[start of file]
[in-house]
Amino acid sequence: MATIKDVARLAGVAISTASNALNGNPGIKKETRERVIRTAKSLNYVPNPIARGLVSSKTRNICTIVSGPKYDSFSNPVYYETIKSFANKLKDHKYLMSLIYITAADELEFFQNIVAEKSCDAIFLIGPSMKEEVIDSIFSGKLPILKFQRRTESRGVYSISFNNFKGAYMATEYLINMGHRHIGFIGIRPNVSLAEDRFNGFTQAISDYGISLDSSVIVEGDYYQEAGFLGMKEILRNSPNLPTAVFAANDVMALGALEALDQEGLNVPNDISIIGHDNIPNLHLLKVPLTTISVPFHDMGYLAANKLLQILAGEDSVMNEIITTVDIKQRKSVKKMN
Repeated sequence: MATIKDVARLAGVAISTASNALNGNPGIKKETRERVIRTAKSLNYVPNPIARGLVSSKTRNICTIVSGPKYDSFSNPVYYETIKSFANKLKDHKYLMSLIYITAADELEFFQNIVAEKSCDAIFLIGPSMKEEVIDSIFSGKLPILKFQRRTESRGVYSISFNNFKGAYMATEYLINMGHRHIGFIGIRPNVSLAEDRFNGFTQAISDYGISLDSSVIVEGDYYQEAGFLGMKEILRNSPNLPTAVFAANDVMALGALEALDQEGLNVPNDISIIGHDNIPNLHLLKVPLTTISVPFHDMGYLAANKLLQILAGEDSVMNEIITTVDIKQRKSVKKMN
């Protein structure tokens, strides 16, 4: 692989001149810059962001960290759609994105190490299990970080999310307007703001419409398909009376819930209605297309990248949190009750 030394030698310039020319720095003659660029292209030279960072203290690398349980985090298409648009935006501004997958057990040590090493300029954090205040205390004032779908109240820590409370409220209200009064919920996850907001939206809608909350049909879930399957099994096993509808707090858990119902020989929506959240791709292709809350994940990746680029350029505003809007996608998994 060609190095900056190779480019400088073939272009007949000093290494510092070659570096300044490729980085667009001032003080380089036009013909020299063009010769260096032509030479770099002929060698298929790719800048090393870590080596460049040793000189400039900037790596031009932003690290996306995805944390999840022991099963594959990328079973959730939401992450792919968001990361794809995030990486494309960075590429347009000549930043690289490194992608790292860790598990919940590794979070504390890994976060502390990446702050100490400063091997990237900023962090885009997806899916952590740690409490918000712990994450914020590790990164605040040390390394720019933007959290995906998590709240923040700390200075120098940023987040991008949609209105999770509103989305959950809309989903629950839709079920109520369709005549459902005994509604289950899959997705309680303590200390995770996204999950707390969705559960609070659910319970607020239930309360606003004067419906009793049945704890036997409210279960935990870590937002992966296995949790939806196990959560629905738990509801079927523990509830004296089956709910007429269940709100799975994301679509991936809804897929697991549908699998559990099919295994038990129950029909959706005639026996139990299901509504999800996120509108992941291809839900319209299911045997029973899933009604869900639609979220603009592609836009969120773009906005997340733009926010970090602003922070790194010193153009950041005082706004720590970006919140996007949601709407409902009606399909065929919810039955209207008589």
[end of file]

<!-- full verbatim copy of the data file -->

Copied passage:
[in-house]
Amino acid sequence: MATIKDVARLAGVAISTASNALNGNPGIKKETRERVIRTAKSLNYVPNPIARGLVSSKTRNICTIVSGPKYDSFSNPVYYETIKSFANKLKDHKYLMSLIYITAADELEFFQNIVAEKSCDAIFLIGPSMKEEVIDSIFSGKLPILKFQRRTESRGVYSISFNNFKGAYMATEYLINMGHRHIGFIGIRPNVSLAEDRFNGFTQAISDYGISLDSSVIVEGDYYQEAGFLGMKEILRNSPNLPTAVFAANDVMALGALEALDQEGLNVPNDISIIGHDNIPNLHLLKVPLTTISVPFHDMGYLAANKLLQILAGEDSVMNEIITTVDIKQRKSVKKMN
Repeated sequence: MATIKDVARLAGVAISTASNALNGNPGIKKETRERVIRTAKSLNYVPNPIARGLVSSKTRNICTIVSGPKYDSFSNPVYYETIKSFANKLKDHKYLMSLIYITAADELEFFQNIVAEKSCDAIFLIGPSMKEEVIDSIFSGKLPILKFQRRTESRGVYSISFNNFKGAYMATEYLINMGHRHIGFIGIRPNVSLAEDRFNGFTQAISDYGISLDSSVIVEGDYYQEAGFLGMKEILRNSPNLPTAVFAANDVMALGALEALDQEGLNVPNDISIIGHDNIPNLHLLKVPLTTISVPFHDMGYLAANKLLQILAGEDSVMNEIITTVDIKQRKSVKKMN
């Protein structure tokens, strides 16, 4: 692989001149810059962001960290759609994105190490299990970080999310307007703001419409398909009376819930209605297309990248949190009750 030394030698310039020319720095003659660029292209030279960072203290690398349980985090298409648009935006501004997958057990040590090493300029954090205040205390004032779908109240820590409370409220209200009064919920996850907001939206809608909350049909879930399957099994096993509808707090858990119902020989929506959240791709292709809350994940990746680029350029505003809007996608998994 060609190095900056190779480019400088073939272009007949000093290494510092070659570096300044490729980085667009001032003080380089036009013909020299063009010769260096032509030479770099002929060698298929790719800048090393870590080596460049040793000189400039900037790596031009932003690290996306995805944390999840022991099963594959990328079973959730939401992450792919968001990361794809995030990486494309960075590429347009000549930043690289490194992608790292860790598990919940590794979070504390890994976060502390990446702050100490400063091997990237900023962090885009997806899916952590740690409490918000712990994450914020590790990164605040040390390394720019933007959290995906998590709240923040700390200075120098940023987040991008949609209105999770509103989305959950809309989903629950839709079920109520369709005549459902005994509604289950899959997705309680303590200390995770996204999950707390969705559960609070659910319970607020239930309360606003004067419906009793049945704890036997409210279960935990870590937002992966296995949790939806196990959560629905738990509801079927523990509830004296089956709910007429269940709100799975994301679509991936809804897929697991549908699998559990099919295994038990129950029909959706005639026996139990299901509504999800996120509108992941291809839900319209299911045997029973899933009604869900639609979220603009592609836009969120773009906005997340733009926010970090602003922070790194010193153009950041005082706004720590970006919140996007949601709407409902009606399909065929919810039955209207008589």